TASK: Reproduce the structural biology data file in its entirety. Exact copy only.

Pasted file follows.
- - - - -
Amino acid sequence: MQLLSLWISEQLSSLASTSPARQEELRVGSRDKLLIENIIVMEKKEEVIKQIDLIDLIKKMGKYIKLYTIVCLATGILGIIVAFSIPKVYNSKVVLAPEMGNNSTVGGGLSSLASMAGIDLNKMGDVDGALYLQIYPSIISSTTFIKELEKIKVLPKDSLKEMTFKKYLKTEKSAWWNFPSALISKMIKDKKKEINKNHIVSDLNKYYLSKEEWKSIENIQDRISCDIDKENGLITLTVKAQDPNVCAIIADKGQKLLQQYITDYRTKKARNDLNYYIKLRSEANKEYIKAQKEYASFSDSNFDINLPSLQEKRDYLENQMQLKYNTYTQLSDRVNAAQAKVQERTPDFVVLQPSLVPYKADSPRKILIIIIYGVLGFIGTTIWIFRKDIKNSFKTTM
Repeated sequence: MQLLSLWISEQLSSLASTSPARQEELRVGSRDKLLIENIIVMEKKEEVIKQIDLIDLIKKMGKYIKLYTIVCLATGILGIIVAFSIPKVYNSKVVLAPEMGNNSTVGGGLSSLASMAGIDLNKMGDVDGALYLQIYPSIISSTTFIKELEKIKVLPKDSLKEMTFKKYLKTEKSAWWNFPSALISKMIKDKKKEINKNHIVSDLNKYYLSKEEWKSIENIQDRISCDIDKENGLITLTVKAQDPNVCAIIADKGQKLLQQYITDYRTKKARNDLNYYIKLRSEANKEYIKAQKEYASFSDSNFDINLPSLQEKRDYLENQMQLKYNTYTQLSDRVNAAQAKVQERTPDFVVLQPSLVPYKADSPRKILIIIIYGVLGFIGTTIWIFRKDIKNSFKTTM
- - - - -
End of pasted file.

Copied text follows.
Amino acid sequence: MQLLSLWISEQLSSLASTSPARQEELRVGSRDKLLIENIIVMEKKEEVIKQIDLIDLIKKMGKYIKLYTIVCLATGILGIIVAFSIPKVYNSKVVLAPEMGNNSTVGGGLSSLASMAGIDLNKMGDVDGALYLQIYPSIISSTTFIKELEKIKVLPKDSLKEMTFKKYLKTEKSAWWNFPSALISKMIKDKKKEINKNHIVSDLNKYYLSKEEWKSIENIQDRISCDIDKENGLITLTVKAQDPNVCAIIADKGQKLLQQYITDYRTKKARNDLNYYIKLRSEANKEYIKAQKEYASFSDSNFDINLPSLQEKRDYLENQMQLKYNTYTQLSDRVNAAQAKVQERTPDFVVLQPSLVPYKADSPRKILIIIIYGVLGFIGTTIWIFRKDIKNSFKTTM
Repeated sequence: MQLLSLWISEQLSSLASTSPARQEELRVGSRDKLLIENIIVMEKKEEVIKQIDLIDLIKKMGKYIKLYTIVCLATGILGIIVAFSIPKVYNSKVVLAPEMGNNSTVGGGLSSLASMAGIDLNKMGDVDGALYLQIYPSIISSTTFIKELEKIKVLPKDSLKEMTFKKYLKTEKSAWWNFPSALISKMIKDKKKEINKNHIVSDLNKYYLSKEEWKSIENIQDRISCDIDKENGLITLTVKAQDPNVCAIIADKGQKLLQQYITDYRTKKARNDLNYYIKLRSEANKEYIKAQKEYASFSDSNFDINLPSLQEKRDYLENQMQLKYNTYTQLSDRVNAAQAKVQERTPDFVVLQPSLVPYKADSPRKILIIIIYGVLGFIGTTIWIFRKDIKNSFKTTM